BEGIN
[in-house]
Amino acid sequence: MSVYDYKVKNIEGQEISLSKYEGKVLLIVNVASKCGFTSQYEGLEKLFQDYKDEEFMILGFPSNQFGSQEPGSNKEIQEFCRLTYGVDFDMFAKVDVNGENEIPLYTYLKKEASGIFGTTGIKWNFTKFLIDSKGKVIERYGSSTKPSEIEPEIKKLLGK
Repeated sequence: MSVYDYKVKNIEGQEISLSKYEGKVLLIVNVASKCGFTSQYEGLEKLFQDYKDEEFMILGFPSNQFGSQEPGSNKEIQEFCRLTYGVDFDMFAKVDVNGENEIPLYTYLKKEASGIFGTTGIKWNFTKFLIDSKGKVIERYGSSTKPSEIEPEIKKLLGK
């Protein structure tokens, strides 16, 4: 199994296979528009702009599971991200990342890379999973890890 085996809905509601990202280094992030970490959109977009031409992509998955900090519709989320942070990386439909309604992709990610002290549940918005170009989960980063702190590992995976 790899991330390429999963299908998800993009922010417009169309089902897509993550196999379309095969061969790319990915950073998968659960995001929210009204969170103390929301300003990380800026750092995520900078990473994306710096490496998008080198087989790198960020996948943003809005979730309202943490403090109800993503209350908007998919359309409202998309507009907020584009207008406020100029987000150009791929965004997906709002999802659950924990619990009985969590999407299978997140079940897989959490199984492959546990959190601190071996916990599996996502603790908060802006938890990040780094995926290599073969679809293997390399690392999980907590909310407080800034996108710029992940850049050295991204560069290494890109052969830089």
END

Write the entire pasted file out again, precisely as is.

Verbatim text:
[in-house]
Amino acid sequence: MSVYDYKVKNIEGQEISLSKYEGKVLLIVNVASKCGFTSQYEGLEKLFQDYKDEEFMILGFPSNQFGSQEPGSNKEIQEFCRLTYGVDFDMFAKVDVNGENEIPLYTYLKKEASGIFGTTGIKWNFTKFLIDSKGKVIERYGSSTKPSEIEPEIKKLLGK
Repeated sequence: MSVYDYKVKNIEGQEISLSKYEGKVLLIVNVASKCGFTSQYEGLEKLFQDYKDEEFMILGFPSNQFGSQEPGSNKEIQEFCRLTYGVDFDMFAKVDVNGENEIPLYTYLKKEASGIFGTTGIKWNFTKFLIDSKGKVIERYGSSTKPSEIEPEIKKLLGK
């Protein structure tokens, strides 16, 4: 199994296979528009702009599971991200990342890379999973890890 085996809905509601990202280094992030970490959109977009031409992509998955900090519709989320942070990386439909309604992709990610002290549940918005170009989960980063702190590992995976 790899991330390429999963299908998800993009922010417009169309089902897509993550196999379309095969061969790319990915950073998968659960995001929210009204969170103390929301300003990380800026750092995520900078990473994306710096490496998008080198087989790198960020996948943003809005979730309202943490403090109800993503209350908007998919359309409202998309507009907020584009207008406020100029987000150009791929965004997906709002999802659950924990619990009985969590999407299978997140079940897989959490199984492959546990959190601190071996916990599996996502603790908060802006938890990040780094995926290599073969679809293997390399690392999980907590909310407080800034996108710029992940850049050295991204560069290494890109052969830089």